The theoretical aspect of the present invention is to erase if the sector contains a small number (not necessarily zero) of zero bits due to malfunctioning cells or other problems and the sector can be used because the number of bits corrupted is below the ECC correction limit. It is a technique for the immediate and accurate detection of sectors that have been marked. At present, conventional systems are not tolerant of these cases and regard the sector as previously recorded and corrupted, so that the system may stop functioning. This method makes the storage system resistant to such erased sector damage, so that these sectors can be used for further data storage if the system can later correct errors in the data recorded by the ECC correction means. do. This technique can also be combined with sort erased sector abort detection mechanisms disclosed in US patent application Ser. No. 10 / 751,096, filed Dec. 31, 2003.
More specifically, the present invention discloses methods for detecting partially erased sectors (main user data with overhead and ECC regions), in which these pages are not only detected but the damage level is quantified so that You can determine if the page is suitable for future use. Once the sector data has been delivered to the controller, the firmware or ECC-customized circuitry can generate zero bits (for BCH) or at least per codeword in the sector or if the sector is divided into a plurality of contiguous or interleaved codewords. The symbol with one zero bit (for Lead-Solomon) is detected and counted. Thus, the value of the counter includes a number of unerased bits or symbols in the sector (or every codeword of the sector). These values indicate the damage level of the erase sector. For example, in the case of BCH, the counter counts the number of zero bits. If the number of zero bits is below the ECC correctability limit, the page can be used for programming. If the ECC method allows 4-bit correction, it would be very safe to use an erased sector with one or two defective bits.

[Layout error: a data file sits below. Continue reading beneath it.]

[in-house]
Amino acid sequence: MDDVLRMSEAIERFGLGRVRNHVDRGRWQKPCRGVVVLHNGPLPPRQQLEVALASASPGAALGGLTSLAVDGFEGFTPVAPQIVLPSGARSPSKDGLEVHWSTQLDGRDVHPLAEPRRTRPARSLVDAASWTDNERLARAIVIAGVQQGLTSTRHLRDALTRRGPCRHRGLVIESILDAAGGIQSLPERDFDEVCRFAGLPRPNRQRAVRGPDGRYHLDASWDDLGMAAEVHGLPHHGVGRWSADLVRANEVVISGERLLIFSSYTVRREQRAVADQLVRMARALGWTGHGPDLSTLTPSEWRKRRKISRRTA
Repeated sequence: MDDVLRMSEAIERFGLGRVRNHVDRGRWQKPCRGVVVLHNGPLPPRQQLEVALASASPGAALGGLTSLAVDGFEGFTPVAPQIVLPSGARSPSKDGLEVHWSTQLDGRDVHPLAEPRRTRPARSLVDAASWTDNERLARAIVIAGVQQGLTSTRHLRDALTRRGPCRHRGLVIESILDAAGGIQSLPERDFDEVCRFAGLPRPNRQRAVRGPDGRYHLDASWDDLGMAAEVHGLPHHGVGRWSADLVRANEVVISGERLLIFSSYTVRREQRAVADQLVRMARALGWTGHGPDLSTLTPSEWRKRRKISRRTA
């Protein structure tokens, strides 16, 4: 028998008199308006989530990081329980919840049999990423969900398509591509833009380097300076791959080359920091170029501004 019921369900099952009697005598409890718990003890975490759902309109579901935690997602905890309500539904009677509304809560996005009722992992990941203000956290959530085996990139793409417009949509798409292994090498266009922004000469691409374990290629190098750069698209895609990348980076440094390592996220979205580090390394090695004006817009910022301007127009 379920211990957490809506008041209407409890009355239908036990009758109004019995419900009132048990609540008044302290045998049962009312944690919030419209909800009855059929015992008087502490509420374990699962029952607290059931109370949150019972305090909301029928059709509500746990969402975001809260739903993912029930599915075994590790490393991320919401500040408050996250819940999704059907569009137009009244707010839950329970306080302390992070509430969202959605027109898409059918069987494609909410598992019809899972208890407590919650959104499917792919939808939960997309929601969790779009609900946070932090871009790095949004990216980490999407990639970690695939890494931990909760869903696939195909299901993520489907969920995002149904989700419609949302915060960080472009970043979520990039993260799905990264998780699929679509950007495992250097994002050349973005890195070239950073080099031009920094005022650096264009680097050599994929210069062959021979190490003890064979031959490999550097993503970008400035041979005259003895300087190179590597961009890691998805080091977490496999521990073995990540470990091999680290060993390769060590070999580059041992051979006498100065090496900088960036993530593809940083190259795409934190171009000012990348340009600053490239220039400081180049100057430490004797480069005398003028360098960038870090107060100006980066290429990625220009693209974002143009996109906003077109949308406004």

Exemplary embodiments are based on the characteristics of Galois fields or ECC algorithms using them. For example, the BCH and Reed-Solomon methods generate zero ECC algorithms for zero data since all-zero codewords are valid codewords. Similar methods can be used for other more complex error correction methods. Also in the following description, units of data sectors are often mentioned, which are common units in which ECC codewords are calculated. More generally, the techniques described above can be readily implemented for other data units.